This Month's Example of Scanned Material and/or Digital Photographs
In most of my newsletters, I show a few examples of using an HTM-type approach at sharing photographs or other material including scanned images with family/friends.
This month I discuss/show examples of:
To see this month's example click anywhere on the following image, or, on the link below the image.
Don't hesitate to contact firstname.lastname@example.org with any comments regarding the above or for any related discussion.
Don't hesitate to contact email@example.com with any comments regarding the above or for any related discussion.
Miscellaneous Comments Regarding Home Computer Use Matters that Came Up in Fall 2003
Contact SCScompA if you have any comments or questions about the above.
FreeCell Game/Deal of the Month
We continue, in our household, doing FreeCell deals from 1-to-32000! We will NOT accomplish this task. We know that. However, as we go along in our for-fun-effort, yet frustration... I will mention once in awhile specific FreeCell deals we find challenging.
Note: If you are running your PC on Windows 98, it is possible you have to specifically install FreeCell. Just install Accessories/Games.
Let me know if these FreeCell games and the number of times we had to restart to solve the deal is about what you find. If you are going to attack deals 1-to-32000 and want to interact with us in that regard, let me know what thousand-or-so you are going to start with. We have completed deals through 2000. Now, we are attacking 2001-to-3000 and I would recommend you start with 3001! At the rate we are going (a little more than 100 deals a month) it will only take us 22 more years to complete the 32000 deals without your help. If you let us know what you have completed, it will take us less time!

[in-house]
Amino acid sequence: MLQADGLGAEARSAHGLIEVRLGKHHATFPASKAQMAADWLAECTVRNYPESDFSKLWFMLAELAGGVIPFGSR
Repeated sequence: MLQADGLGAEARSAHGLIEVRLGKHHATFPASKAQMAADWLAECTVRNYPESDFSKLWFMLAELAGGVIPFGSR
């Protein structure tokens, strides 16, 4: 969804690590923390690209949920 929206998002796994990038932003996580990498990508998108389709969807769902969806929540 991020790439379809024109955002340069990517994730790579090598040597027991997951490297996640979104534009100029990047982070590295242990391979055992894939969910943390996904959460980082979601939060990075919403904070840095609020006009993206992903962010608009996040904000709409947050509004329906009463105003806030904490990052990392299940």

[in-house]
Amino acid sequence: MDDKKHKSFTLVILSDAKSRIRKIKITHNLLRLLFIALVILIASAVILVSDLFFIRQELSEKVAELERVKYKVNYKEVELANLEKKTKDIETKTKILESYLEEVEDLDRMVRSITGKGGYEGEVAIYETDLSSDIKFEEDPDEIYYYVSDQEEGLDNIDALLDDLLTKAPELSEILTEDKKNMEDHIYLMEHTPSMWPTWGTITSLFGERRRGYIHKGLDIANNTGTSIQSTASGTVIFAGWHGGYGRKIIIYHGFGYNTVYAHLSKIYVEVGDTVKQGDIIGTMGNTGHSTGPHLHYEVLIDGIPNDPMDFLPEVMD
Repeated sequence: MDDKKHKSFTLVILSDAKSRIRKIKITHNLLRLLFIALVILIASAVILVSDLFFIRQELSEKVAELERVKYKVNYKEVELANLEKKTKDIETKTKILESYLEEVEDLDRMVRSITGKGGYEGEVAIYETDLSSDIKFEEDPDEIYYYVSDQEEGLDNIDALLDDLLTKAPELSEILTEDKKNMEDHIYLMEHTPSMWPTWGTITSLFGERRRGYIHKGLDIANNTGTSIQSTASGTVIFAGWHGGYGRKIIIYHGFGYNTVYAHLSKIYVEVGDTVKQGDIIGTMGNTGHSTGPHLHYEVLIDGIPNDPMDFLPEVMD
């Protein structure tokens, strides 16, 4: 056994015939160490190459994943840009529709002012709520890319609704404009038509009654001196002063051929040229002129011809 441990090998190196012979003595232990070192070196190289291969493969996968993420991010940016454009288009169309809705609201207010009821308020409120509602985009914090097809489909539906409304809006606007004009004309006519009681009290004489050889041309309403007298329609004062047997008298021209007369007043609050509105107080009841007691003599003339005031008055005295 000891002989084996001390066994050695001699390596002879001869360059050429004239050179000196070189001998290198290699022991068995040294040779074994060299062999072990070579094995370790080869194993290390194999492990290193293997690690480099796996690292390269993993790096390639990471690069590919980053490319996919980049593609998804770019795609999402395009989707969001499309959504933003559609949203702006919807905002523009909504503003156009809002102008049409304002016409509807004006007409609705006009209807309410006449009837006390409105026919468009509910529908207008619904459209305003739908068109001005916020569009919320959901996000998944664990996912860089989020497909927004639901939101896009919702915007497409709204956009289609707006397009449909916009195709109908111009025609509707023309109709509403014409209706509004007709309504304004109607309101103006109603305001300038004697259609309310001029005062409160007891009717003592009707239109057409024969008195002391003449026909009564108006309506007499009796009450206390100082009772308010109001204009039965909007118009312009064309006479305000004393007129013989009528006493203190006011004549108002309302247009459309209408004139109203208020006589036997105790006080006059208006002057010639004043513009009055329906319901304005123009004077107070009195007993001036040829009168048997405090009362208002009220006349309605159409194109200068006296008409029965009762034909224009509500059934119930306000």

I am adding to this column in the newsletter a few "special" games that we found during the month.
A easy deal found this week was: 2854. Of course -- if we try it again and start a different way, it may end up being difficult.... The challenge of FreeCell: To find an easy starting approach!
Let me know how YOU do!
If you want to see our list of FreeCell Deals 1-thru-what we are working on now and our comments on how many times we had to restart the deal to find a solution, let me know -- or click on: SCScompA FreeCell Table of Completed Deals
Or send snail-mail to:
P.O. Box 58223
Raleigh NC 27658
Use your Web browser's Back button or to go to SCScompA's main Web page and other newsletters, click on: SCScompA main Web page or go to any of the pages pointed to in the SCScompA frame at the left of this panel if you are viewing this within a frame of the main Web page.